Medium of the Art/ Technique of the Artist
Woman's Wedding Ensemble (asherab nabuak) || Photo taken by Tayla Regenbaum
The artwork in this picture, called an asherab nabuak, represents the outfit worn by a newly married Amazigh woman on the third day of her seven day wedding ceremony when she welcomes her family into her new home. Made from synthetic cloth, silk, cotton, and buttons, this is a prime example of artwork that you must see in person to fully appreciate it. A picture simply does not do justice to the intricate embroidery on the ensemble. Seeing this piece in person allowed me to feel a touch of the culture of the Amazigh People of Siwa, Egypt through the authenticity of this product that was handmade by their people.
Design of the Museum
Juchiteca de pie by Francisco Zúñiga || Photo taken by Tayla Regenbaum
The exhibit pictured above, titled Juchiteca de pie by Francisco Zúñiga in the Paula and Marshall Criser Garden, is a prime example of how the lighting, design, and use of outdoor space can add so much to a piece. To me, the most appealing aspect of this exhibit is the architect's use of lighting. By boxing in the statue with an open roof, the natural sunlight is directed to the sculpture in such a way that the bronze and green colors shine. The actual sculpture itself is simply a woman standing; however, its placement in the outdoor garden causes the artwork to give off a sense of serenity that made me feel at peace with myself in that moment.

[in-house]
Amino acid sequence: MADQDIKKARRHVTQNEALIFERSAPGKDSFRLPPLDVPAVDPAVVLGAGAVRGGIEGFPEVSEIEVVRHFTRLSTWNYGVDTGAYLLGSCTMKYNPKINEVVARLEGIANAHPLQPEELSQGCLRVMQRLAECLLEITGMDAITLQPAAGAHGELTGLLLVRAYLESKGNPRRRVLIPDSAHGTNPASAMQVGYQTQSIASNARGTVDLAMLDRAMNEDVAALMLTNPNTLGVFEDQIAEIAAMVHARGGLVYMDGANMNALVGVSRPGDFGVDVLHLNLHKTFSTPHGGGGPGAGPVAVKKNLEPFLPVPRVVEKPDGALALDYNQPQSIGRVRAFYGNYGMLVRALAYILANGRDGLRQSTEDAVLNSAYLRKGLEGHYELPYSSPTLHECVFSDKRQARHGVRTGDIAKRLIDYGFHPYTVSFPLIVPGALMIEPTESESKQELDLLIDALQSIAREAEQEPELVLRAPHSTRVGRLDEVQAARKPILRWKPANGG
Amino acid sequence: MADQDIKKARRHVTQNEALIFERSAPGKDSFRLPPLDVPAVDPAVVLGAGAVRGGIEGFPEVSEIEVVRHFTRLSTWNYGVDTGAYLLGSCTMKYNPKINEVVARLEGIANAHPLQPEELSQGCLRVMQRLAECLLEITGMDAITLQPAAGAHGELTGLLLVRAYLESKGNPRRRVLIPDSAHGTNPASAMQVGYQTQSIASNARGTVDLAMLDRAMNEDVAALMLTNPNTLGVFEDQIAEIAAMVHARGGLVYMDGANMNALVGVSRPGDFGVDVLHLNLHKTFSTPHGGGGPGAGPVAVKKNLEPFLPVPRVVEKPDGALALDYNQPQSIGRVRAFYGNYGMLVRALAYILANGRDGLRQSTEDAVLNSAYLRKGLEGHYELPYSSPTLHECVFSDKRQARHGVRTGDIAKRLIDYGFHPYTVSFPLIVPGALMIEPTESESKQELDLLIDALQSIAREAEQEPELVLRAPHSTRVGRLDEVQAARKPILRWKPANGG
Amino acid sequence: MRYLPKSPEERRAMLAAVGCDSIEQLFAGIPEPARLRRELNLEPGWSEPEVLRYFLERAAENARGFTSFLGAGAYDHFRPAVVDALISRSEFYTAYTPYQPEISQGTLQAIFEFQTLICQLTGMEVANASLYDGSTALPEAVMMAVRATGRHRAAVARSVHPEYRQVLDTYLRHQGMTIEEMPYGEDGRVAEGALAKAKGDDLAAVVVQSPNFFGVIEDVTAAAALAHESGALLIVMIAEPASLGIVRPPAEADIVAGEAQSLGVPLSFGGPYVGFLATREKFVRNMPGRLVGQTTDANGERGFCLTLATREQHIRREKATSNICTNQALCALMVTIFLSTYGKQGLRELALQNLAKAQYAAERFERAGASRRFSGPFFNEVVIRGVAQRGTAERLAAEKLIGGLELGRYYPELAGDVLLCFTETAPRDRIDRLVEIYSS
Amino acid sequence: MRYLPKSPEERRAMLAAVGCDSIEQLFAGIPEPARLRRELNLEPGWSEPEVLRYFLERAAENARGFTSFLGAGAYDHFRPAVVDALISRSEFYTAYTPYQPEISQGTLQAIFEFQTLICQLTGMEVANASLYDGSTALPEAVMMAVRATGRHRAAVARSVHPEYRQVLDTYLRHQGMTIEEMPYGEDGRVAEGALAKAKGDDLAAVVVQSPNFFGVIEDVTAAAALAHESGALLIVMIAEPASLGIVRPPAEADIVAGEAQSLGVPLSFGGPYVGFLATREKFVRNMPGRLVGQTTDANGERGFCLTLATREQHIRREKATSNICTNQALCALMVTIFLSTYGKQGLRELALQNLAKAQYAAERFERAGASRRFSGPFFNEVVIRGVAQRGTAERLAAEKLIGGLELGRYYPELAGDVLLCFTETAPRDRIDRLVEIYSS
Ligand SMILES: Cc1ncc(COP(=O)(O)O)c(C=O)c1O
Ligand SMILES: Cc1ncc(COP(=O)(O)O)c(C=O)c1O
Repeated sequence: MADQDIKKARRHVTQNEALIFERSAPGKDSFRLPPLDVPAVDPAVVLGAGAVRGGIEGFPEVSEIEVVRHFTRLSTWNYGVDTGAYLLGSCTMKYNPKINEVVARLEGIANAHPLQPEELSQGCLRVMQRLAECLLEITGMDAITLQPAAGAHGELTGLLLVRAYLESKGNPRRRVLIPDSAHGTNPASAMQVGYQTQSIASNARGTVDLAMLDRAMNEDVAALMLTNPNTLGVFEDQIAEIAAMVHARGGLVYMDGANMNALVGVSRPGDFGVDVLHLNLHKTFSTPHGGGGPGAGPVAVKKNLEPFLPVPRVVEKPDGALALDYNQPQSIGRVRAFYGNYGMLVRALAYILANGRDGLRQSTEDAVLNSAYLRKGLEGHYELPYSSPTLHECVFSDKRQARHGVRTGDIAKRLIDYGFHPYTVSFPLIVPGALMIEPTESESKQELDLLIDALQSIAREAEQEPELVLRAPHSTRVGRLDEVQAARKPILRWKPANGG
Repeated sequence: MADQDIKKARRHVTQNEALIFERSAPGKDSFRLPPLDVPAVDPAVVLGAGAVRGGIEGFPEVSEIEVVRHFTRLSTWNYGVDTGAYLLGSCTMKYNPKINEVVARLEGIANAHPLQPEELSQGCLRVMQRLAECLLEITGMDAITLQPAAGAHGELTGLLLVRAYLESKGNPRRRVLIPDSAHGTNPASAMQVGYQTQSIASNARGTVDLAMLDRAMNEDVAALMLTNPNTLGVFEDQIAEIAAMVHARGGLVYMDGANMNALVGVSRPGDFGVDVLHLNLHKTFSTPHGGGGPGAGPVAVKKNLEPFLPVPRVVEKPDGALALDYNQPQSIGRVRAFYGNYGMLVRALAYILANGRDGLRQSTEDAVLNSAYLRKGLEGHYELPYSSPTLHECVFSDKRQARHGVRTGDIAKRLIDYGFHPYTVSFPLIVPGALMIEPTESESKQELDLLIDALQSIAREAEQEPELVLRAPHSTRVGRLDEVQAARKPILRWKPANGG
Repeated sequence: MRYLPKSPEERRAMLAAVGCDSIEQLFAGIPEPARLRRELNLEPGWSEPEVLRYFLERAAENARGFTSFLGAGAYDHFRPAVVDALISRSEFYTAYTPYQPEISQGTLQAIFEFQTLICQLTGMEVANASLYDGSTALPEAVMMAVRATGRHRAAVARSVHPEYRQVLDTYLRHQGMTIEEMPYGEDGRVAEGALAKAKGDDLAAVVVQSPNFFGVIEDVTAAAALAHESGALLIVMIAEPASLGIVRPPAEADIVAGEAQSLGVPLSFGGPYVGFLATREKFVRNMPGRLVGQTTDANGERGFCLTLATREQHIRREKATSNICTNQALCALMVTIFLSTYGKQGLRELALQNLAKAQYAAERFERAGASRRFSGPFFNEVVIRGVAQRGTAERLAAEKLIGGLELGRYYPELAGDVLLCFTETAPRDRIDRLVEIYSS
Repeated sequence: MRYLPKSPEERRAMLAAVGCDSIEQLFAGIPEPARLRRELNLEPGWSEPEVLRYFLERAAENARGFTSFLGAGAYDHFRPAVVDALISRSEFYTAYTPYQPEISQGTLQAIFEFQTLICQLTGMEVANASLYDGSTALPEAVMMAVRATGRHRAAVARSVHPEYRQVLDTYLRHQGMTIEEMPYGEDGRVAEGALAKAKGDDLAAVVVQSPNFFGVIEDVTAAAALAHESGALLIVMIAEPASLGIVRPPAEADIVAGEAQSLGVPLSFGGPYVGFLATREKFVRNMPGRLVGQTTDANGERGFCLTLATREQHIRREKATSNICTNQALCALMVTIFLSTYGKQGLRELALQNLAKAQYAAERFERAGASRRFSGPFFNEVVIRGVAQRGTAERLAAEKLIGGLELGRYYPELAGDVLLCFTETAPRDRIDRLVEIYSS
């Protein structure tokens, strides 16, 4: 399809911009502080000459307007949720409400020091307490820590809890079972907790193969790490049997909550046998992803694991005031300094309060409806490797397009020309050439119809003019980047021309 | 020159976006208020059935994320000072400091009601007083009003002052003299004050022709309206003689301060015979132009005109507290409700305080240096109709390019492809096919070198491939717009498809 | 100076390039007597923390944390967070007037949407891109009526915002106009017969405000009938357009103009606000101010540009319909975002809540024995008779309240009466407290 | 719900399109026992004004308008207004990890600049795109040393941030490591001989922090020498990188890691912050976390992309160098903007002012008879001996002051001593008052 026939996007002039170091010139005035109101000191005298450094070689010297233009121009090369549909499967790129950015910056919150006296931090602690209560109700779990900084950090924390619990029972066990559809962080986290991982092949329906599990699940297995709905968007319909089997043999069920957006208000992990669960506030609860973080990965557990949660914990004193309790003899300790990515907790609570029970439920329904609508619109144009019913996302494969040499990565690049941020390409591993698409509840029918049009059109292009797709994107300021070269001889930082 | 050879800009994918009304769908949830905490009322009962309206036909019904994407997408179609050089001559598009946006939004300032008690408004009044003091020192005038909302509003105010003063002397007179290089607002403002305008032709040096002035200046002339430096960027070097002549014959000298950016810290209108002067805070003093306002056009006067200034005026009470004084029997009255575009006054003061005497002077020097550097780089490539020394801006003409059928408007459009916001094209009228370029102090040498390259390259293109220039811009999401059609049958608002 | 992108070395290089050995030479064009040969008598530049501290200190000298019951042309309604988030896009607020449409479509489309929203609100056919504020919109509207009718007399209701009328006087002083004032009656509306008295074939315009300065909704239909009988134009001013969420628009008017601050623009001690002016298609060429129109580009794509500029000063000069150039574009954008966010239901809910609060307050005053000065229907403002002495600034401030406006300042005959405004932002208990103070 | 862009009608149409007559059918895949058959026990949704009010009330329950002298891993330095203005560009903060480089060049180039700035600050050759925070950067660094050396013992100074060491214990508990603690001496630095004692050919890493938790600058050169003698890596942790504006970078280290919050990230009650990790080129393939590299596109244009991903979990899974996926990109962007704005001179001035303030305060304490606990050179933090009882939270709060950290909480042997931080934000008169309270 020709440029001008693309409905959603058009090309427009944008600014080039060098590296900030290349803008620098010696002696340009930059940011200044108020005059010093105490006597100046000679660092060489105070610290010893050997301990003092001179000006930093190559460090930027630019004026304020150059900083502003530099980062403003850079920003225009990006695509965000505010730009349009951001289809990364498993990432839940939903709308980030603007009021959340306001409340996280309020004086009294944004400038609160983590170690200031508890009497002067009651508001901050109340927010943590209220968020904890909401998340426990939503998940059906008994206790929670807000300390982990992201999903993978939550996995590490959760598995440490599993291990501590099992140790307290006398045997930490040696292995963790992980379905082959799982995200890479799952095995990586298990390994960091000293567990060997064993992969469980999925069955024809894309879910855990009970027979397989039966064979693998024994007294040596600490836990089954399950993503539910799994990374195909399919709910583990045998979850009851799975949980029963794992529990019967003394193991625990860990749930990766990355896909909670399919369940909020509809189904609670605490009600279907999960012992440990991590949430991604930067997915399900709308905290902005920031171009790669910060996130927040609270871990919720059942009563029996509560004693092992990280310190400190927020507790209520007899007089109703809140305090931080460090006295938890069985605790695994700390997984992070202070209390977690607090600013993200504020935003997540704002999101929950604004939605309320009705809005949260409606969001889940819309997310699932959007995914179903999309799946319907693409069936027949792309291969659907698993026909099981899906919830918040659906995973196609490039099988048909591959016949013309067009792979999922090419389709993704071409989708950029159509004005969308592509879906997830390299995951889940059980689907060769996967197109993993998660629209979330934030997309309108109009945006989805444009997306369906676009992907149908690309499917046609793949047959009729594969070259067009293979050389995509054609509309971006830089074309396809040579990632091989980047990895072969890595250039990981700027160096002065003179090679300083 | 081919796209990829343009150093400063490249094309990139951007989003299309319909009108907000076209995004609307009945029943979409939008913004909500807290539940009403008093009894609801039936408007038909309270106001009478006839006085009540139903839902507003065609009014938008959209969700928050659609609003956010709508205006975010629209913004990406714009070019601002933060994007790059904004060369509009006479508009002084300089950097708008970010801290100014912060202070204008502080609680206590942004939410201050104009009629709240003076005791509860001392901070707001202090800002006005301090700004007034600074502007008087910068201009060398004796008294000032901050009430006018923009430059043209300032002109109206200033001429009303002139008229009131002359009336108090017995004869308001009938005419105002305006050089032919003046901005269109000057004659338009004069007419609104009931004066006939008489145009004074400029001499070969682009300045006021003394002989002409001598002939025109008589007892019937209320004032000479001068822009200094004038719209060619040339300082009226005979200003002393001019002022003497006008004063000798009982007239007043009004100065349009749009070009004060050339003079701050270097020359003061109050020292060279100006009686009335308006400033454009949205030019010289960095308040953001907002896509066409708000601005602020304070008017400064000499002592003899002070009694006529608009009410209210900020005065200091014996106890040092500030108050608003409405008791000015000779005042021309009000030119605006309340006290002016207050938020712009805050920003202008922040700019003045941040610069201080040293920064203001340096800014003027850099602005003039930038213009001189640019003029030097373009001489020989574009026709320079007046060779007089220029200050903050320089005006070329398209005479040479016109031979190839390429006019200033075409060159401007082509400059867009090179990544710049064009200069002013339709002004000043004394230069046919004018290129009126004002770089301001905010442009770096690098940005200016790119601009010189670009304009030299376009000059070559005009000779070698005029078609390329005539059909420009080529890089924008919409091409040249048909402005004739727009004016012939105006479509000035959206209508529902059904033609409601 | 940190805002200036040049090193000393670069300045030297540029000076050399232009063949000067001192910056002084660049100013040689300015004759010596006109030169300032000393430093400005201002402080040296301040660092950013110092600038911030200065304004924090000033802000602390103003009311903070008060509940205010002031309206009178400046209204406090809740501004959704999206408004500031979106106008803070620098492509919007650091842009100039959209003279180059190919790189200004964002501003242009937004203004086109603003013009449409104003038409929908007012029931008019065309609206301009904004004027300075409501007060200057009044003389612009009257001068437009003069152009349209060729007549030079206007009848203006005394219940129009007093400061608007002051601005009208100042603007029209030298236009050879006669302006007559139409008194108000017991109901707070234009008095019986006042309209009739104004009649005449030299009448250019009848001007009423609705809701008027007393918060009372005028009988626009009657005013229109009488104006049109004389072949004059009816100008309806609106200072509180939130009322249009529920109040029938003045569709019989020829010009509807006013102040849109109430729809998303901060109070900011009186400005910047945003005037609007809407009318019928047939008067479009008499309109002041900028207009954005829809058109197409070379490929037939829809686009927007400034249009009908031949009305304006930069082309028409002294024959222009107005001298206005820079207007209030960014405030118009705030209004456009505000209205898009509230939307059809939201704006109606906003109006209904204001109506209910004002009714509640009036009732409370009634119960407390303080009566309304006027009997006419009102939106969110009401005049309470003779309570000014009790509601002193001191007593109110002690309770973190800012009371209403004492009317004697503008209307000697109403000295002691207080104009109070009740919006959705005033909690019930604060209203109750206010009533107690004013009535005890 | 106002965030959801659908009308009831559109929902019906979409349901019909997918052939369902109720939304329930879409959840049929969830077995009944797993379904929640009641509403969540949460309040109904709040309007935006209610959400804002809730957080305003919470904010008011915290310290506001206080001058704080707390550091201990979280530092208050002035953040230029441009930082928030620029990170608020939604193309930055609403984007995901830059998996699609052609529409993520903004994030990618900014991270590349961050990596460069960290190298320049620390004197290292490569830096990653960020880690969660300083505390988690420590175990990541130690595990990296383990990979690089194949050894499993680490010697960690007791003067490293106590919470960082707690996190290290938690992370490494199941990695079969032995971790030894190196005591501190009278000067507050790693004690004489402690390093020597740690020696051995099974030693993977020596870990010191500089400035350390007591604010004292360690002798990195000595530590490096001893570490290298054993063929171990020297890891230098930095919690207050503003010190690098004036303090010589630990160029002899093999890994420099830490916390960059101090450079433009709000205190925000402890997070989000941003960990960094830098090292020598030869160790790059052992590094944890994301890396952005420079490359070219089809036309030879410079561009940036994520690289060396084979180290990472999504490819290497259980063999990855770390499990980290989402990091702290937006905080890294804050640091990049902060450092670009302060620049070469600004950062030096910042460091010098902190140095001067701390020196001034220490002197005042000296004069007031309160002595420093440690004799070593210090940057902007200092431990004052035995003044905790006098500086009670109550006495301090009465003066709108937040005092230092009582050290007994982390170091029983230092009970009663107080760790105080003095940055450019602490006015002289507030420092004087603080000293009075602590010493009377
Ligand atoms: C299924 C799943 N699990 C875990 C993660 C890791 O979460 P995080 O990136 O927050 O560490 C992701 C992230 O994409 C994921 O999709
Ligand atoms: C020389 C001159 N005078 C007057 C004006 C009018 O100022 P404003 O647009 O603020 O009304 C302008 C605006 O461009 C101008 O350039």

Art and Core Values
Family by Agustín Cárdenas || Photo taken by Tayla Regenbaum
This sculpture pictured above, titled Family by Agustín Cárdenas, portrays two parent figures joined together with a child seated on their lap. This piece appeals to my core value of honoring family by serving as a reminder that a family functions as a single unit with a strong, unbreakable bond. This artwork instills the emotions of love and happiness in me as it reminds me that no matter how far I am from my family, we are still all connected by this strong bond. The abstract nature of this artwork helps me better understand my core value of honoring family because it reminds me that the family unit itself is more important than the individual details and problems within.
Art and the Good Life
Egungun masquerade, Ede, Nigeria by Eliot Elisofon || Photo taken by Tayla Regenbaum
This artwork conveys the Good Life theme of the need for simplicity. Although the Nigerian people in the photograph probably do not have much to live off and must work hard each and every day to simply survive, they look genuinely happy as they celebrate their culture with this dance captured by Eliot Elisofon. This adds to my appreciation of the idea that life must be lived simply because it causes me to step back and look at everything I have in my life that serves only as a distraction and realize that without all the gadgets characteristic of today's society, life can still be enjoyable. One must hone in on their origin and culture to get fulfillment from life.